United States v. Florida - 420 U.S. 531 (1975)
U.S. Supreme Court
United States v. Florida, 420 U.S. 531 (1975)
United States v. Florida
No. 52, Orig.
Argued February 25, 1975
Decided March 17, 1975
420 U.S. 531
ON EXCEPTIONS TO REPORT OF SPECIAL MASTER
In this case, in which a decree is sought defining the seaward boundary of the submerged lands of the Continental Shelf in the Atlantic Ocean and the Gulf of Mexico in which Florida has rights to natural resources, Florida's exceptions to the recommendations of the Special Master are overruled, but the exceptions of the United States raise contentions not previously presented to the Special Master, and are therefore referred to him for further proceedings.
Before the Court for consideration are the exceptions of the State of Florida and of the United States to the Report of the Special Master filed February 19, 1974. Oral argument has been had.
The case consolidates two proceedings. In the first, the United States seeks a decree defining the seaward boundary of the submerged lands of the Continental Shelf in the Atlantic Ocean in which Florida has rights to the natural resources. 395 U.S. 955 (1969). In the second, the State of Florida and the United States seek a decree defining more specifically than does the decree entered in United States v. Louisiana, 364 U. S. 502 (1960), the seaward boundary of the submerged lands of the Continental Shelf in the Gulf of Mexico in which Florida has rights to the natural resources. 403 U.S. 949 (1971).
In its exceptions to the Report, the State of Florida maintains that, in his recommendations the Special Master should have recognized that the said boundaries extend to the boundaries defined in the State's 1868 Constitution, rather than to the limits specified in the Submerged Lands Act of 1953, § 2(b), 67 Stat. 29, 43 U.S.C. § 1301(b); that the Special Master should have recognized that the Florida Keys and the Straits of Florida southwest of longitude 25¡40' N. are part of the Gulf of Mexico, rather than of the Atlantic Ocean; that the Special Master erred in construing the 1868 Constitution of the State as to its Atlantic Ocean boundary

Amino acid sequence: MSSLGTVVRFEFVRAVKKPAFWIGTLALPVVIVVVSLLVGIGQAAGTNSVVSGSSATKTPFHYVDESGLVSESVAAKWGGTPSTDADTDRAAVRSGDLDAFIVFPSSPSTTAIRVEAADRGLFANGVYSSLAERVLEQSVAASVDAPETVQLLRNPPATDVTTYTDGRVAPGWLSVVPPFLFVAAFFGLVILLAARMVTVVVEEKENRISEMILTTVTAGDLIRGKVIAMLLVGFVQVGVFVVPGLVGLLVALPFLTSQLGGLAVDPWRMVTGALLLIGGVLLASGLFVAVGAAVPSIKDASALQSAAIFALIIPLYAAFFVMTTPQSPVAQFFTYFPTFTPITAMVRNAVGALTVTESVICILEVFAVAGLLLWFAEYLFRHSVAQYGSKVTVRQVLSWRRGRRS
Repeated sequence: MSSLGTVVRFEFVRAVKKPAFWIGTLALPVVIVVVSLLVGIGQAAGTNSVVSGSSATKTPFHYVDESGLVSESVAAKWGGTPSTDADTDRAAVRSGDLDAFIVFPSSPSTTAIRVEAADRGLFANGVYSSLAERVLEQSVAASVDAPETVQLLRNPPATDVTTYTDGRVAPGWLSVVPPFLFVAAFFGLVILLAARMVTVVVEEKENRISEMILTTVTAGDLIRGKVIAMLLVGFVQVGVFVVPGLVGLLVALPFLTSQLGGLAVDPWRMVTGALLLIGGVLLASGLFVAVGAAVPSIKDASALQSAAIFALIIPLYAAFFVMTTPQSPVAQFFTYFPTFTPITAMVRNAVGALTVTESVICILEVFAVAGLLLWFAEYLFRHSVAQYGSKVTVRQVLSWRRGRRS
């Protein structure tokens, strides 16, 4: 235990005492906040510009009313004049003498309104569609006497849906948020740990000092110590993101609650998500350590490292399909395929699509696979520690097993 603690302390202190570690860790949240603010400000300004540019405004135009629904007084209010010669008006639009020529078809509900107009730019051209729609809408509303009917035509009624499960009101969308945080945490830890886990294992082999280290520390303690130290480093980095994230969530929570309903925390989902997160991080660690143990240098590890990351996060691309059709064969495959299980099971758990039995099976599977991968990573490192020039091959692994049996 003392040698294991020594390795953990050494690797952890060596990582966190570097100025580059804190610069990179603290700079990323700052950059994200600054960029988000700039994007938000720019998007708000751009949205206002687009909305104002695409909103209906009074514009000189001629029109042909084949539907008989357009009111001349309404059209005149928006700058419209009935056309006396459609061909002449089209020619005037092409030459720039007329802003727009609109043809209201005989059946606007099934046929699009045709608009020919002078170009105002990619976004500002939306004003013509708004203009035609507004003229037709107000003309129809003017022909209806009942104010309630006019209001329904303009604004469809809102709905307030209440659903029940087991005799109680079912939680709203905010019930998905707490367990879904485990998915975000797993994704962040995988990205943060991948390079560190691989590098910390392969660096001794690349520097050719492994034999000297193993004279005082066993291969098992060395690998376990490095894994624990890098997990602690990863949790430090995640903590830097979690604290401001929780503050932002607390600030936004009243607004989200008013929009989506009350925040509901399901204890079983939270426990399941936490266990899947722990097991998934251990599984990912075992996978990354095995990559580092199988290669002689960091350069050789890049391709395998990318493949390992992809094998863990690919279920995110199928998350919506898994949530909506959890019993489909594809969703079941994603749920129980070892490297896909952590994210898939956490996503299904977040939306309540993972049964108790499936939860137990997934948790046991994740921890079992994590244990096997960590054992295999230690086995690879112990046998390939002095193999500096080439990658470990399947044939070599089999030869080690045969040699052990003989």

and as to its boundary between the Dry Tortugas Islands and Cape Romano; and that the Special Master erred in failing to recognize "Florida Bay" as a historic bay, and thus as inland waters of the State.
Having considered each of these exceptions, we conclude that they are correctly answered in the Report of the Special Master. The exceptions of the State of Florida are therefore overruled.
In its exceptions to the Report, the United States maintains that the Special Master erred in recommending the recognition of a portion of Florida Bay as a "juridical" bay, and in recommending the drawing of "closing lines" around three groups of islands that make up the Florida Keys. It appears that these recommendations of the Special Master were made without benefit of the contentions now advanced by the United States and the opposing contentions now presented by the State of Florida. The exceptions of the United States are therefore referred to the Special Master for his prompt consideration. He is authorized to conduct any supplemental proceedings he may find useful with respect to the exceptions of the United States, and is requested to file a supplemental report restricted to the issues raised in those exceptions.
It is so ordered.
MR. JUSTICE DOUGLAS took no part in the consideration or decision of this case.